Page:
You are also likely to have unanswered questions about them. Talking with your family about them, or a friend or neighbour who knew them can sometimes help to find out more about their life and what they were like. This can help you gain some closure as you deal with your grief.

Bereavement leave for grandparents

As your grandparents are considered immediate family, you can take bereavement leave from work after they die. The amount of time you can take off work will depend on your employer, as there is no current legal ruling on this.

You should try to tell your employer as soon as possible about your grandparent’s death and how long you expect to be away from work. This means that they can make arrangements for cover and are aware of your personal situation.

Under the Employment Rights Act 1996, most employees have the right to a ‘reasonable’ amount of unpaid time off to allow them to deal with unforeseen matters and emergencies involving immediate family. This includes taking leave from work to arrange or attend their funeral.

Organisations and companies have different policies and can exercise their discretion in their own way. If your employer has a bereavement leave or compassionate leave policy, this should set out your entitlement. If they don’t have a policy, it is at their discretion as to how much bereavement leave they will allow you to take.

Many organisations also offer some paid bereavement leave, so it’s worth checking your contract of employment or your workplace’s policy on compassionate leave if they have one. You may be eligible for some bereavement benefits or support payments as well, to help you cope financially.

If the person who has died is not part of your immediate family, then you do not have any specific rights. It is up to your employer whether they allow you to take bereavement leave, so speak with them. The death of someone who you consider as being like a grandparent or part of your chosen family can still be legitimate grounds for bereavement leave from work.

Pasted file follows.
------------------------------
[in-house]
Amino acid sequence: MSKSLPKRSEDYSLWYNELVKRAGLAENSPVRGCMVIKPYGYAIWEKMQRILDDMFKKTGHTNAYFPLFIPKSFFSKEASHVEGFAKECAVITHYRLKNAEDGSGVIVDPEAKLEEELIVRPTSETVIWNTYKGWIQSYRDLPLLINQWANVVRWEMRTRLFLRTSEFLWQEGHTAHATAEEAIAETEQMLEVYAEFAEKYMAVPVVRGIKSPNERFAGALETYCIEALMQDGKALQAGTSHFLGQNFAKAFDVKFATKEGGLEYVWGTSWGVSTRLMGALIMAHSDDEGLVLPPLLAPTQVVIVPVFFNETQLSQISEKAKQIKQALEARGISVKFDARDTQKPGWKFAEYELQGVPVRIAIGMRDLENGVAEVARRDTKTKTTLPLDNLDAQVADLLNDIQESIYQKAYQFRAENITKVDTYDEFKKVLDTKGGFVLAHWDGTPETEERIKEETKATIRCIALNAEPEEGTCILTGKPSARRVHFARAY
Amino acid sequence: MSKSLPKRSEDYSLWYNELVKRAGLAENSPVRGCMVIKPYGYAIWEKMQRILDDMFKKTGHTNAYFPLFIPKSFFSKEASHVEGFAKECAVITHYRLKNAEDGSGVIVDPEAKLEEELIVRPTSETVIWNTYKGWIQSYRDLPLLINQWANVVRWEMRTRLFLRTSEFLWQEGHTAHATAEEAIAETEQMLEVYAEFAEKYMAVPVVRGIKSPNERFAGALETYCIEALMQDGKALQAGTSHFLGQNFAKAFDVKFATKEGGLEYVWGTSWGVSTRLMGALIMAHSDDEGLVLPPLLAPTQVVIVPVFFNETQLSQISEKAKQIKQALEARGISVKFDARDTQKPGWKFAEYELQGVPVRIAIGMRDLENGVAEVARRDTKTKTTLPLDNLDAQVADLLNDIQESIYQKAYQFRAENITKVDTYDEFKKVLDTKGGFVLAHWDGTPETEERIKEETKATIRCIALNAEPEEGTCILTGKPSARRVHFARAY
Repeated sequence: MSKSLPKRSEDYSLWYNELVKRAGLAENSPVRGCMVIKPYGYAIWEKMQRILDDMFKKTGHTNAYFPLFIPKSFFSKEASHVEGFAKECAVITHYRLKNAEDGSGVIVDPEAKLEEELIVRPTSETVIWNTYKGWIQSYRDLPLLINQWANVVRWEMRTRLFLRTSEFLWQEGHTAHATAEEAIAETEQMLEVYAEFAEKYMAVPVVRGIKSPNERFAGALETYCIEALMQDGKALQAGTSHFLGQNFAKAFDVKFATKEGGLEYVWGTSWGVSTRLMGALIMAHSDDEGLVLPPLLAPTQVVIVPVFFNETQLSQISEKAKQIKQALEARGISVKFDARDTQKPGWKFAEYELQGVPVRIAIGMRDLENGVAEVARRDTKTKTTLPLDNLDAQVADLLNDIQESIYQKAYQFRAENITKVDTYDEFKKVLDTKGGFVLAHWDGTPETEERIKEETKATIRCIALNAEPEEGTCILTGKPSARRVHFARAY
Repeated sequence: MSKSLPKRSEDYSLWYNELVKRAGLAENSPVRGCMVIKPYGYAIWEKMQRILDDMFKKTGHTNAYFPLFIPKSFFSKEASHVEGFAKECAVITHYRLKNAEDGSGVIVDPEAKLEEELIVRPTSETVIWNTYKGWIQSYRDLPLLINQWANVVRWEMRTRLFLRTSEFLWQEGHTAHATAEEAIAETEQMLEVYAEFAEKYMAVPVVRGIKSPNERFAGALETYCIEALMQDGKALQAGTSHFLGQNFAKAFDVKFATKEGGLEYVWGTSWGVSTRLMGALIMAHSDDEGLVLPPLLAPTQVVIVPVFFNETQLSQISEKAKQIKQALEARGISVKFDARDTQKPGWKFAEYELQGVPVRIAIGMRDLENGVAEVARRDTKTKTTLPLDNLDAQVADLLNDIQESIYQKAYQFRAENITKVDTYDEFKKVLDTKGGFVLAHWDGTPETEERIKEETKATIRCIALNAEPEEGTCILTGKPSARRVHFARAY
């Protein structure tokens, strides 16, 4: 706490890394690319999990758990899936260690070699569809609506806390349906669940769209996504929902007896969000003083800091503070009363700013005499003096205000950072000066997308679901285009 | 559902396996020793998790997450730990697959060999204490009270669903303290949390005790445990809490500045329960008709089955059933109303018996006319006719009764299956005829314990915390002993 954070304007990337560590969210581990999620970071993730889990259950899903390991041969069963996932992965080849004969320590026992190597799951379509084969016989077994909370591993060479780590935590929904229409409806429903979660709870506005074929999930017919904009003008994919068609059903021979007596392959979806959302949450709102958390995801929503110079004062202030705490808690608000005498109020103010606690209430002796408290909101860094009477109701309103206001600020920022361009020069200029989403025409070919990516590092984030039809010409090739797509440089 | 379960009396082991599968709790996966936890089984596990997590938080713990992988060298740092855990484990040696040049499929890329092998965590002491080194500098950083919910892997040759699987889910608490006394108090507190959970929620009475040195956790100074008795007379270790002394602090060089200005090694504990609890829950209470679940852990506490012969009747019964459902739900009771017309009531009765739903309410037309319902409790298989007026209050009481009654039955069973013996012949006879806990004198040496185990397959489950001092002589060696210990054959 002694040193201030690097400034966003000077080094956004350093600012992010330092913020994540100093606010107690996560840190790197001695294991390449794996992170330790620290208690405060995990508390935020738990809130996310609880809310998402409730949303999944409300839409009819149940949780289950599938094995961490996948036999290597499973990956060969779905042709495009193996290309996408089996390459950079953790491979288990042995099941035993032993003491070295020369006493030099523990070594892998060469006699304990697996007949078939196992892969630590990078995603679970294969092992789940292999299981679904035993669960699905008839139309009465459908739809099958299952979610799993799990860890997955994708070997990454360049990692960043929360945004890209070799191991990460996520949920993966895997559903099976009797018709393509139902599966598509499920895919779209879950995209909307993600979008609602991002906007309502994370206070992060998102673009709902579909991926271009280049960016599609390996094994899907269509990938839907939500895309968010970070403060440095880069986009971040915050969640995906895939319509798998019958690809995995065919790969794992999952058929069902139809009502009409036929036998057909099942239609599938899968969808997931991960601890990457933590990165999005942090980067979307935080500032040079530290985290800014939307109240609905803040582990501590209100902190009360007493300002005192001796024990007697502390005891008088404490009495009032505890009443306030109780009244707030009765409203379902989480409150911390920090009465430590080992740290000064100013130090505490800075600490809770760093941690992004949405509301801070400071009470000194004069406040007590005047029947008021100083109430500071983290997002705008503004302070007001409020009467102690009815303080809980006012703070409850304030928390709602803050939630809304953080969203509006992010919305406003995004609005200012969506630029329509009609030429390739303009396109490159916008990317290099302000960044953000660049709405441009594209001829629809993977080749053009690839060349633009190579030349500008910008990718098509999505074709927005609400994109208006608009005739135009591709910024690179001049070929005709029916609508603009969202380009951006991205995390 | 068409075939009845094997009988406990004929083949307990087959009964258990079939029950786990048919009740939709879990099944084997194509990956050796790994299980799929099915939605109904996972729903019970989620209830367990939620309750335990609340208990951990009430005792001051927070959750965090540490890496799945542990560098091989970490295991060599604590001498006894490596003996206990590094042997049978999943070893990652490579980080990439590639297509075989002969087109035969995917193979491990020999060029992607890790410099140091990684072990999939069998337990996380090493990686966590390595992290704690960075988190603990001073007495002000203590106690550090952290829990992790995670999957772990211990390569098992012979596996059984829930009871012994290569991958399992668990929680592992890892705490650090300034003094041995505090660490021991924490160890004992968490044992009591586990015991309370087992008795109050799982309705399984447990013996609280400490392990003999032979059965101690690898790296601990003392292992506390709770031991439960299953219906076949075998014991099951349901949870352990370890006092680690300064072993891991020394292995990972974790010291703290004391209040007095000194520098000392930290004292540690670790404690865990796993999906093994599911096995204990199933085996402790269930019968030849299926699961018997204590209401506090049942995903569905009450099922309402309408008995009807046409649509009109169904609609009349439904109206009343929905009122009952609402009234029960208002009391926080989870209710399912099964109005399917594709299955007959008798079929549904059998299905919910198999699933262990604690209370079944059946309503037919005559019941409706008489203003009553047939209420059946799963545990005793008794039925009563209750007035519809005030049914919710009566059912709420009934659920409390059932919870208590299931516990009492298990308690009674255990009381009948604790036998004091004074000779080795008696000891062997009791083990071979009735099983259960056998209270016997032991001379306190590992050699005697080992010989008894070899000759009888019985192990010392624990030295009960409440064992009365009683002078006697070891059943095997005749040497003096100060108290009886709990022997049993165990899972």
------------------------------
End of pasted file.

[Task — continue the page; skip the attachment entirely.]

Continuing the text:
If you feel that you need more time off work to cope with their death, then you can ask your employer if this is ok. It’s at your employer’s discretion if they are willing to extend your bereavement leave, though. Another option is to take some time as annual leave if more bereavement leave isn’t possible.

Helping a child to cope with the loss of their grandparent

Often, the death of a grandparent is a child’s first experience of bereavement and so their feelings of grief are something completely new to them. They may not understand the emotions they are going through, particularly if they are young when their grandma or grandad dies.

As their parent, it’s important that you are there for them during this difficult time and talk to them about how they are feeling. This also means being open about your feelings and not holding back your own tears if you are upset. Seeing you cry can help your child to see that it’s OK to feel sad, so they don’t feel like they have to bottle up their own emotions.

Find more advice on supporting a bereaved child

Telling a child about the death of their grandparent

When telling a child about the death of a grandparent, it’s crucial that you are honest about what has happened and explain that their grandma or grandad won’t be coming back. This will help the child grasp the reality of the situation better and cope with their feelings, which can also make it easier for them to ask any questions they have.

Even if your child doesn’t understand fully at first, it is important that you explain things clearly using simple language. Be aware that you might need to repeat things for them, particularly if they are very young.

If the child’s grandparent has been diagnosed with a terminal illness, it’s important that you don’t make any promises you can’t keep such as saying ‘they’ll be better soon’, as this will only add to the shock of their death for the child.

When they are ill for a long time, this can give you space to tell the child about what is going to happen to them. You could say something such as “The doctors have tried to help them, but they won’t be able to make them better again“, so that the child is more aware of their death and can process their feelings over time.